Super Bowl halftime's awkward superstars

January, 31, 2013
1/31/13
6:45
AM ET
Bruce SpringsteenKevin Mazur/Getty ImagesBruce Springsteen's 2009 Super Bowl halftime performance was remarkably corny.
Halftime at the Super Bowl requires a spectacle, and music’s heavy hitters have joined in over the years. Some shows are breathtaking (U2’s post 9/11 performance) and some we’d like to forget (that which created the phrase “wardrobe malfunction”).

No matter how talented the artist, these shows are often littered with awkward moments. Even the weather can contribute. Prince’s 2007 show -- which ranks with U2’s as the gold standard -- endured a steady Miami rain. But he played right through it, making his rendition of “Purple Rain” even more powerful.

Other exceptions to the cringeworthy element: Tom Petty (2008), The Rolling Stones (2006) and Paul McCartney (2005). Quibble with their music all you want, but those were strong performances.

Before Beyonce takes the Super Bowl stage in New Orleans, here’s a look at five shows loaded with awkward moments in the past 30 years.


1. Michael Jackson (1993): Watching MJ’s entrance was a remarkable exercise in wasting time. After an impressive leap onto the stage, he stood there, motionless, staring at the crowd behind aviator sunglasses. Dramatic effect, sure, but it lasted a whopping 1 minute, 13 seconds. Then he shifted his gaze to the opposite side for 17 more seconds, removed the sunglasses and finally started dancing at the 1 minute, 46 second mark. Think about all the things the typical football fan can do in 1:46 -- take a bathroom break, let the dog out, grab another beer, recite seven quotes from "Airplane!," let the dog back in and return to the couch, saying, “What, he’s still standing there?”



2. Bruce Springsteen (2009): There’s no questioning The Boss’ effort and passion, but this show was loaded with corny moments. He went from oddly demanding (“Put the chicken fingers down!”) to oddly existential (“Is there anybody alive out there?”). He changed the lyrics of “Glory Days” to reflect football instead of baseball (“He could throw that Hail Mary/Make you look like a fool, boy”). But nothing quite tops the ending: A fake referee jumped in front of Springsteen and Steven Van Zandt and threw a flag for playing too long. Delay of game and all. Groan.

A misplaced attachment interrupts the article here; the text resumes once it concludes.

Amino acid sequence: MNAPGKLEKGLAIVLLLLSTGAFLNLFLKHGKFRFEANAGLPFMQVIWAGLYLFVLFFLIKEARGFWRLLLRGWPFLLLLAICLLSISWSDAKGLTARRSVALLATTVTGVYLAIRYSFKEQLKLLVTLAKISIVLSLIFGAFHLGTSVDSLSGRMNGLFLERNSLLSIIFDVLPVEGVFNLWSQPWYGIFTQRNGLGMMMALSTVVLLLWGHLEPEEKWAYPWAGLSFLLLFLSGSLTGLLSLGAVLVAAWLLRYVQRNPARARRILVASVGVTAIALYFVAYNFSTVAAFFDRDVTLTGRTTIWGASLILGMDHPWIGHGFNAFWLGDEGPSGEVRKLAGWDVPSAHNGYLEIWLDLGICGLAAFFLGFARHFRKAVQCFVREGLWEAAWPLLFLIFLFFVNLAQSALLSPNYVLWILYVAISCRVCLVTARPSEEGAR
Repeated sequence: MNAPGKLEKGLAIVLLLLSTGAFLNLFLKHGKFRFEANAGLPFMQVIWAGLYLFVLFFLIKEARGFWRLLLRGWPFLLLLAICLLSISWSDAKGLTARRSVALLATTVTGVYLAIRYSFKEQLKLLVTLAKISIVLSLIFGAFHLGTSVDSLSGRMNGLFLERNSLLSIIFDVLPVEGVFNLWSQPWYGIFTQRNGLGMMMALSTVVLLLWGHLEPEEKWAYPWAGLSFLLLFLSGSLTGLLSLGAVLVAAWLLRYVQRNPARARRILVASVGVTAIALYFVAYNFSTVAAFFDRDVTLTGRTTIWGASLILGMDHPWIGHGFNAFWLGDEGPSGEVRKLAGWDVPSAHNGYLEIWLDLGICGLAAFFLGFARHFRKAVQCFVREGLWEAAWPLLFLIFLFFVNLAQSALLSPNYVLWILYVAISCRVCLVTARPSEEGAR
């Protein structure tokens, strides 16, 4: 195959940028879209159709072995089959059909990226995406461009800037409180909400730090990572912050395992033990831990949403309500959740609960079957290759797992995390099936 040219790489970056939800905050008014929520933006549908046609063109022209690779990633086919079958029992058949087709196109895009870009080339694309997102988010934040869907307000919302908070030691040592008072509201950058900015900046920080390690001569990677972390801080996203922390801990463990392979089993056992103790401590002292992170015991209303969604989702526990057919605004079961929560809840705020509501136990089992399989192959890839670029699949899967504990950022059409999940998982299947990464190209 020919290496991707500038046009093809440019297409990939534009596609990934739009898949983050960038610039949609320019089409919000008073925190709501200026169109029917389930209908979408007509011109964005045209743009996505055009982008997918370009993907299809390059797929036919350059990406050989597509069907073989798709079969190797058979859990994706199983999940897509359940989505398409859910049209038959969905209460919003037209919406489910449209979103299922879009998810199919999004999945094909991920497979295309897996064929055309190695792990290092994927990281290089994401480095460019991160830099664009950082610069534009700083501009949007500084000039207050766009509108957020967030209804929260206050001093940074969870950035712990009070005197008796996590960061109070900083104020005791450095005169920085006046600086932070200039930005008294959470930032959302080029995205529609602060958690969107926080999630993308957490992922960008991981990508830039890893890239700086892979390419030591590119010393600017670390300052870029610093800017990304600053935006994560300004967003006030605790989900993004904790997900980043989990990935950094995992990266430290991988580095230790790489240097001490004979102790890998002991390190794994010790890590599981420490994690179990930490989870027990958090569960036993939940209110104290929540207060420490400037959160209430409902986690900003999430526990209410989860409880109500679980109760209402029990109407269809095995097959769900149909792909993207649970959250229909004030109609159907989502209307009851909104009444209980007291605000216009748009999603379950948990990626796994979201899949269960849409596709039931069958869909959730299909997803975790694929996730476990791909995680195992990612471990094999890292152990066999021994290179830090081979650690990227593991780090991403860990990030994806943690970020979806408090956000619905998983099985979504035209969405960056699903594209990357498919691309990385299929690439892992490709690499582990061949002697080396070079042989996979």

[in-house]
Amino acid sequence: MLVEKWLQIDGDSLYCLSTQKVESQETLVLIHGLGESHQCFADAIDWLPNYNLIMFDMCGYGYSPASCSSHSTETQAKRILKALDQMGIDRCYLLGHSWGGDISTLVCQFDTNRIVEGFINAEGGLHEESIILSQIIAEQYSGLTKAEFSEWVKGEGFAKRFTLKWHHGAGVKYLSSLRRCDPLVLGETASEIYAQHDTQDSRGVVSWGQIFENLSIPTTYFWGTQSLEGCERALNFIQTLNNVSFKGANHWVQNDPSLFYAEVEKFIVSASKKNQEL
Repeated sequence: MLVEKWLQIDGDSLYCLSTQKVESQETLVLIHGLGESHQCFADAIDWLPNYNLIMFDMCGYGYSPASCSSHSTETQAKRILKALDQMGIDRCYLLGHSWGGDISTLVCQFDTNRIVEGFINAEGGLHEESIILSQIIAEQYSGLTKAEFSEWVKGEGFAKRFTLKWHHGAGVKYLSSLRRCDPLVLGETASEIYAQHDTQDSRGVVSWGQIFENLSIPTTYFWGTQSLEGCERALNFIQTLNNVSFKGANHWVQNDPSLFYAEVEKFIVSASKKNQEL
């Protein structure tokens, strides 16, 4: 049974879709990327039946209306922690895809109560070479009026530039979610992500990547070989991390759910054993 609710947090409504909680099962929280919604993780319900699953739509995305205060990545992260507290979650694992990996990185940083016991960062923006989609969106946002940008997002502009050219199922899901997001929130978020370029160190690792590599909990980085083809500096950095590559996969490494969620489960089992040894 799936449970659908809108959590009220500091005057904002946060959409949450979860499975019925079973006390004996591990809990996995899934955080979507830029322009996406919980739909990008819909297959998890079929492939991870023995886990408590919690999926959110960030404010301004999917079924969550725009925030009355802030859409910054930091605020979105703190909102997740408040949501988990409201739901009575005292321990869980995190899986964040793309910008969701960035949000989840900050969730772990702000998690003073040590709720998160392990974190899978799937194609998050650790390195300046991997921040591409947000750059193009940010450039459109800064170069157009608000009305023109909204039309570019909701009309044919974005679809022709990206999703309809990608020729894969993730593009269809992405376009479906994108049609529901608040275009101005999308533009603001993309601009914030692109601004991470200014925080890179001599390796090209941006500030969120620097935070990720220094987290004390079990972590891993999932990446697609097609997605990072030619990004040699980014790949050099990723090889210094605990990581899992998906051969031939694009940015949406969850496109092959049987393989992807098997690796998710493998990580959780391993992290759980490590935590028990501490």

3. Shania Twain (2003): The country-pop star employed a comical number of guitarists (and even a keytarist). Every time she turned around, there was another one, like a perky version of "Walking Dead" zombies. All this, on a song (“Man! I Feel Like a Woman”) that can never be described as “guitar-heavy.” Someone give her Reggie Watts’ phone number. She could save a ton on headcount expenses.



4. Madonna (2012): Good call to get the last remaining '80s superstar onstage. Too bad she looked at the pop charts and dragged a slew of kids up there with her. LMFAO at the Super Bowl? Pete Rozelle would be so proud. Nicki Minaj and M.I.A. (who, like Ricky Bobby, didn’t know what to do with her hands) joined Madonna for the cheerleading-themed “Give Me All Your Luvin.” Because there’s nothing America likes more than a 53-year-old cheerleader. Except a 53-year-old lip-syncing cheerleader.



5. Black Eyed Peas (2011): Will.i.am and the Peas got all "Tron" on us, which made for interesting visuals. But Fergie seemed out of sorts in spots, especially her throaty Axl Rose impression -- complete with the shoulder-shimmy dance -- on the cover of “Sweet Child O’ Mine.” (To her credit, at least she was actually singing.) Usher showed up for a forgettable interlude, stealing more time from the poor forgotten Peas, apl.de.ap and Taboo. The latter donned a Lite-Brite costume, which made it easier to keep track of the guy that never gets to rap.

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